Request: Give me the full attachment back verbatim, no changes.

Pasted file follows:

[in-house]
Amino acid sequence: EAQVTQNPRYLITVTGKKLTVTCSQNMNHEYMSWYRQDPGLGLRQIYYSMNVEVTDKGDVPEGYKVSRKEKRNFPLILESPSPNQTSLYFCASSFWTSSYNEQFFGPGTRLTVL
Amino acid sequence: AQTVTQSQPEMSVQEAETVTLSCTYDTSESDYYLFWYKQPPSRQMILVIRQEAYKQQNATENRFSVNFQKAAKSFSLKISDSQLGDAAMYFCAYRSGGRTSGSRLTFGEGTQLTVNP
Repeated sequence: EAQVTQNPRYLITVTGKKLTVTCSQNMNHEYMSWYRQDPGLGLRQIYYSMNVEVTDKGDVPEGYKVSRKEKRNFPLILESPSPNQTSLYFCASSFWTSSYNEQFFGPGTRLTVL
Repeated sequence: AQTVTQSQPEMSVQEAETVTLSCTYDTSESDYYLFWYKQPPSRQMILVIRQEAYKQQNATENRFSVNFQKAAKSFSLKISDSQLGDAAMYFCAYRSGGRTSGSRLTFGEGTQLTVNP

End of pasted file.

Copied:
[in-house]
Amino acid sequence: EAQVTQNPRYLITVTGKKLTVTCSQNMNHEYMSWYRQDPGLGLRQIYYSMNVEVTDKGDVPEGYKVSRKEKRNFPLILESPSPNQTSLYFCASSFWTSSYNEQFFGPGTRLTVL
Amino acid sequence: AQTVTQSQPEMSVQEAETVTLSCTYDTSESDYYLFWYKQPPSRQMILVIRQEAYKQQNATENRFSVNFQKAAKSFSLKISDSQLGDAAMYFCAYRSGGRTSGSRLTFGEGTQLTVNP
Repeated sequence: EAQVTQNPRYLITVTGKKLTVTCSQNMNHEYMSWYRQDPGLGLRQIYYSMNVEVTDKGDVPEGYKVSRKEKRNFPLILESPSPNQTSLYFCASSFWTSSYNEQFFGPGTRLTVL
Repeated sequence: AQTVTQSQPEMSVQEAETVTLSCTYDTSESDYYLFWYKQPPSRQMILVIRQEAYKQQNATENRFSVNFQKAAKSFSLKISDSQLGDAAMYFCAYRSGGRTSGSRLTFGEGTQLTVNP